MCN Curated Headlines Archive for December, 2011

LA Times

“We had this normal conversation. He was feeling me out. And I didn’t have any preconceived notions of him because I didn’t really know what a director really was.”
Gina Carano Kicks It

hollywoodreporter.com

“It’s not portraying the poor people and the desert camels.”
The Making Of A Separation

Museum Of The Modern Image’s Must-Soak Moments Of 2011
Part One Draws 25 Writers, Programmers, Observers
And –  Part Two Offers A Further 24 Diverse Thinkums

telegraph.co.uk

“Imagine if he was sitting right here! Ooh, I want to tweet! I want to tweet!”
Benedict Cumberbatch Encounters An Adoring Public

NY Times

“The only thing I didn’t build was my pencil.”
Dante Ferretti On Hugo

MCN Curated Headlines

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“I don’t know, because I don’t know much about those cameras. I know that’s been a complaint, but I wouldn’t know. Film is what worked for this film. I have a fear of the unknown. I’ve spent a long time trying to learn one camera, and to fucking stop and try to learn another one… I would have to stop for 20 years! I’m a slow learner; I’d have to go through the manual, it would be starting over. So there’s that, too. It’s an issue for filmmakers, and it’s on people’s minds, and I have to say that it’s a lot more challenging and difficult just to kind of get somebody to show film or to print film. It’s far more challenging than it should be right now, and we’re just trying to keep it alive a little bit and create a little pocket where it can be shown that way in various places across the country right now.”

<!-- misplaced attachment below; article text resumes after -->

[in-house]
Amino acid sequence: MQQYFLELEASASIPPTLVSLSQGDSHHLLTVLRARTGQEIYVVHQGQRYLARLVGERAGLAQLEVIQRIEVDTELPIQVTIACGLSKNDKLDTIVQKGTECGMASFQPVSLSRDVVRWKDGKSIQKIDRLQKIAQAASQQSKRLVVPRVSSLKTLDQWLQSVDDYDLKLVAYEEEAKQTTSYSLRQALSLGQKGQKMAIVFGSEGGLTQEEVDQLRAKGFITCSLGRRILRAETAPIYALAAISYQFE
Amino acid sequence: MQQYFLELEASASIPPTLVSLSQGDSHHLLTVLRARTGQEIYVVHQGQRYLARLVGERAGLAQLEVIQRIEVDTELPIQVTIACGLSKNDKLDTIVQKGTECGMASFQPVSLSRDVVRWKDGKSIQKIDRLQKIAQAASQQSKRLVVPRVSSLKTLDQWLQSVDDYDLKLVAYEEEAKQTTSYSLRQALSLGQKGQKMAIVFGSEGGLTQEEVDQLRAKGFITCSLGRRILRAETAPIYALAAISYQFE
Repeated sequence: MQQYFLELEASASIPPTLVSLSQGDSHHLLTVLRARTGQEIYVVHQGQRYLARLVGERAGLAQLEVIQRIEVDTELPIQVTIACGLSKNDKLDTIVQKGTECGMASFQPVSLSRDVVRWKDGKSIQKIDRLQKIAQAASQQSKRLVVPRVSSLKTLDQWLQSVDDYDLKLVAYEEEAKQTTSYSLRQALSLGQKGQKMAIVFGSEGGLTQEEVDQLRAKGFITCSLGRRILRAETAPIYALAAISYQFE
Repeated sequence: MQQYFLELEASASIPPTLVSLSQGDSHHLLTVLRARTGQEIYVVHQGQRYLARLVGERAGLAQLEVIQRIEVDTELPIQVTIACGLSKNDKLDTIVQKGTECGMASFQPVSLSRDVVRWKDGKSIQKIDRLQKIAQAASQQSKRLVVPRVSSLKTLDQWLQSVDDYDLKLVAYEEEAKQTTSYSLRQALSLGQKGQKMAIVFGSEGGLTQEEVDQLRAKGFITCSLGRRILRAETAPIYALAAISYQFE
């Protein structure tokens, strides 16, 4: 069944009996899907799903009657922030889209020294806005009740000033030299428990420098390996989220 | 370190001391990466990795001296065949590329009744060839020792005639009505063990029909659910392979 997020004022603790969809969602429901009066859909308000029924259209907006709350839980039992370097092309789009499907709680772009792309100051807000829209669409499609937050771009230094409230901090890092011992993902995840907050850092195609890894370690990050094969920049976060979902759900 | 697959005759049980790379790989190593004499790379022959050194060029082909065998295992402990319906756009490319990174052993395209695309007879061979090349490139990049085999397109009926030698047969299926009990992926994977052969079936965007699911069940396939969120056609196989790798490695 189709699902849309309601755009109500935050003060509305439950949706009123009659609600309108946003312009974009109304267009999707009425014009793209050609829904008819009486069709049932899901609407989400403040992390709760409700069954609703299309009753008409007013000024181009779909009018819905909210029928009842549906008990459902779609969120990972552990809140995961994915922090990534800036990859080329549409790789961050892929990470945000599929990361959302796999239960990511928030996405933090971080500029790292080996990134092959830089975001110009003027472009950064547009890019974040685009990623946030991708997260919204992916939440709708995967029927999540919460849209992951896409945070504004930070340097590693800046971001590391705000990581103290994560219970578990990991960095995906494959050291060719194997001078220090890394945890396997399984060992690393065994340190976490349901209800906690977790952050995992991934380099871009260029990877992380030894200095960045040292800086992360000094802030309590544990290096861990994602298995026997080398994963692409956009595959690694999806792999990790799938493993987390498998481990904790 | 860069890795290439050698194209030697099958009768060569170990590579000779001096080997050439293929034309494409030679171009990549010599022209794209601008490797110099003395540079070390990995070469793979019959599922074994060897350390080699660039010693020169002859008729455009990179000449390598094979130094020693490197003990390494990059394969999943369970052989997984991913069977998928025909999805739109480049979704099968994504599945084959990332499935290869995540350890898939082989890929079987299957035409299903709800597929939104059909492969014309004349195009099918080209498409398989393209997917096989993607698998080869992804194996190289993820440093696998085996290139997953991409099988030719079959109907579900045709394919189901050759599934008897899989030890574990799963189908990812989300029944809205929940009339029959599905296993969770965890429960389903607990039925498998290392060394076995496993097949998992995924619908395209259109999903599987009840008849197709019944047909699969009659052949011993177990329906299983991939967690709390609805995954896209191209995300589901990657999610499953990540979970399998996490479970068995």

~ Paul Thomas Anderson To David Ehrlich On The Prospect Of Switching From Film

“Almodóvar–the first name is almost unnecessary–is a genius, is a flower, is a guiding light: the last, best son of Buñuel and so much more than that. His screenplays, which he directs with passion and fine care, have taught us about the exteriors of his native land and the interiors of our own hearts. From the early, manic experimental Super-8 work to the breakthrough Women on the Verge of a Nervous Breakdown, his titles are as evocative as most people’s screenplays. Yet for all their antic energy, Almodóvar’s films are deeply spiritual: watching his disturbing, mysterious, heart-rending Talk to Her is to understand, perhaps for the first time, the full meaning of grace. An Almodóvar screenplay is a running leap off a Gaudi balcony, it flips, soars, ascends, careens, tumbles, falls – always landing, astonishingly and astonished, on its feet.”
~ Howard A. Rodman, Announcing Almodóvar’s Jean Renoir Award